intervened, and the permission, when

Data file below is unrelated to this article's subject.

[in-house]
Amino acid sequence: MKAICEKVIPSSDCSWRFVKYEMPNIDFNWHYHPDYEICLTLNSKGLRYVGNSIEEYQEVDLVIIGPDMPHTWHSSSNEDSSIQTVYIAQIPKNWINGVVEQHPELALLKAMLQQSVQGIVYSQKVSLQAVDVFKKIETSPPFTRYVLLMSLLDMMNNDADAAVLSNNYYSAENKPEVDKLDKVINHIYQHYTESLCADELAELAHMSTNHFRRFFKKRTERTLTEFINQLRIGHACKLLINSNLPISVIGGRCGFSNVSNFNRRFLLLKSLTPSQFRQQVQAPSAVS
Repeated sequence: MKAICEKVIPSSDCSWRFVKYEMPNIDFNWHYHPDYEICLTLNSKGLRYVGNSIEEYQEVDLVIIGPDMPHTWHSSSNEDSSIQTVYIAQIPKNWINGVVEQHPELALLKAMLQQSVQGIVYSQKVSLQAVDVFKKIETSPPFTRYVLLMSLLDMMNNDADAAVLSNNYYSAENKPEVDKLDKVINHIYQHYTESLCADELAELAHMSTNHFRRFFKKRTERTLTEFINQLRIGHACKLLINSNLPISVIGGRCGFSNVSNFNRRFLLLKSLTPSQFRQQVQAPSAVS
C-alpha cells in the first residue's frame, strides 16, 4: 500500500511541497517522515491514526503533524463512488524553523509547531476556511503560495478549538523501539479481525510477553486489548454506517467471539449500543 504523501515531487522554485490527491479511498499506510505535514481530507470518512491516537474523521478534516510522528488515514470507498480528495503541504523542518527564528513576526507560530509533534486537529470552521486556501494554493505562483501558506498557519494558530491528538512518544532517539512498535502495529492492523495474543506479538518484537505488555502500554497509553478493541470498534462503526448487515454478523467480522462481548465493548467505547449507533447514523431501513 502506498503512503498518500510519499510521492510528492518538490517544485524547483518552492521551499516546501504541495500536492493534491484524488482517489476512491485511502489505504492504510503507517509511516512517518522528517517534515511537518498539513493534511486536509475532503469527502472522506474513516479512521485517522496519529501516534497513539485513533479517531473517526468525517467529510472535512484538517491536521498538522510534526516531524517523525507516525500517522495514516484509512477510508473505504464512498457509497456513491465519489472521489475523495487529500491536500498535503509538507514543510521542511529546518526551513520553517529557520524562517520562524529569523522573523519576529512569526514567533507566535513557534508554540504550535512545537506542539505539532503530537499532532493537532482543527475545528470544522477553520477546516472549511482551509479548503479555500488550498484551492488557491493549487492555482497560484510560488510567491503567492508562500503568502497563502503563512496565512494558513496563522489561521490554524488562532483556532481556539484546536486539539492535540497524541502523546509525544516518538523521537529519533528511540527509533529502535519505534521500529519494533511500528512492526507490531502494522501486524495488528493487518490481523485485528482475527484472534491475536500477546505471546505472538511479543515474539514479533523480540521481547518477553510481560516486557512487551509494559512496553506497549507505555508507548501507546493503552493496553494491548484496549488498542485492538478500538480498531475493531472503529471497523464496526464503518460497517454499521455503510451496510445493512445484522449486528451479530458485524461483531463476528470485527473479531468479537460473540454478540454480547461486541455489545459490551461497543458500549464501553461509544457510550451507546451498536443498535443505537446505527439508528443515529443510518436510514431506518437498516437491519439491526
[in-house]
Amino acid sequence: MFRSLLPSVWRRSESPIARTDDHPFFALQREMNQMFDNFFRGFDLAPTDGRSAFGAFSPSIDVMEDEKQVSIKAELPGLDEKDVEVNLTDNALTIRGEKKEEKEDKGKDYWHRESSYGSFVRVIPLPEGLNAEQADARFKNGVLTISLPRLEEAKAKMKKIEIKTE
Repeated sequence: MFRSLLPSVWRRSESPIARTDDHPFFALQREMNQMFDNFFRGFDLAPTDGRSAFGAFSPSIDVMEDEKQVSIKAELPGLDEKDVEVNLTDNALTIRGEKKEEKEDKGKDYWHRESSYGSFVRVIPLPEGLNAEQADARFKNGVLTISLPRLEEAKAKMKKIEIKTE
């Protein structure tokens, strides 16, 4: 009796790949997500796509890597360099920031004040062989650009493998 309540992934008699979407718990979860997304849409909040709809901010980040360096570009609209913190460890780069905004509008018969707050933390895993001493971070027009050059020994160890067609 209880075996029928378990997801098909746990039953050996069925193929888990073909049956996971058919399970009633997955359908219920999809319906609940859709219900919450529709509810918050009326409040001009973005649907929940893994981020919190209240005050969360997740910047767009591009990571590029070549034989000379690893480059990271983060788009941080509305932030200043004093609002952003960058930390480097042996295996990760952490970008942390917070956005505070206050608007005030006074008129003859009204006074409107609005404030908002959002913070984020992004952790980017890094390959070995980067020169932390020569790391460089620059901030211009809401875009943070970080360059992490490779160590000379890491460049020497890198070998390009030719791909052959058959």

received, extended no farther than On leaving Granada, Mr. Semple Tangiers, Sallee, and a few other resolved to change again his mode towns along the coast. of travelling. He had sustained a robbery when in the company of the Wearied with the erasions of the muleteers, ard 'he now took care to Moors, the travellers determined to set out together with a party who confine their journey within narrow were able to protect themselves. limits. They were highly gratified They proceeded to Malaga, and in with the fertile and romantick countheir route discovered the vestiges try around Tetuan; and they were of the Moors in several of the pub- surprised to meet with numbers of lick buildings, but more frequently camels, an animal which they did in the features of the inhabitants. not expect to see so near the conThe continued practice of irrigation fines of Europe. In riding across the afforded also a pleasing example of country from Tetuan to Tangiers, the preservation of Moorish im- they had an opportunity of obsery. provements. From Malaga, Mr.Sem- ing the simple manners of the ple travelled to Gibraltar, whence he Moors in their huts and tents; in determined to cross over to the Bar- which the women were employed bary shore, and attempt a journey to in spinning a coarse kind of thread, Fez. In this expedition he was ac. or in grinding corn between two companied by three of his country- flat stones, while the children were men, sir William Ingilby, Dr. Dar making butter by swinging backwin (the son of Dr. Erasmus Dar- wards and forwards a skinful of milk win) and Mr. Theodore Galton. Suspended from the top of the tent. Since nothing can be done among From Tangiers, the party crossed the Moors without presents, the tra- over to Tarifa in Spain. Short as veliers took with them patterns of this African journey was, Mr. Semcloth of various colours, each suffi- ple recommends a similar excursion cient for a Moorish garment; to to every person who travels in Spain. which they added a tent, a table, and A visit to Tetuan and Tangiers may a stock of utensils for cookery; and, be performed in four or five days, as they were wholly unacquainted and even this transient glance will with the language, they provided suffice to bring under the traveller's themselves with an interpreter. They observation many points of resemcrossed over to Ceuta, and proceed- blance in the customs of the Spaed without interruption as far as Te- niards and the Moors. The armour, tuan; but, on applying for passports the dress, and the riding accoutreto Fez, they found it impossible to ments of both are the same; their remove the suspicions which were houses are formed on the same moconceived by the Moors, in regard del; and the Spanish cookery is evito the object of their journey to the dently of Moorish origin. In both interiour. In vain they urged the countries, the implements of agripleasure which they would enjoy culture are the same, and the profrom the sight of a country and of gress of the art equally slow. manners so different from their own, On returning to Gibraltar, Mr. since the governour and his coun- Semple found the town thronged sellors insisted that men could never with Spaniards, and French refube so foolish as to take so much gees. The cannon, mortars, and bul. trouble for the gratification of niere lets of the Spanish lines had been curiosity. The Moors, however, pro- removed into the fortress, and places!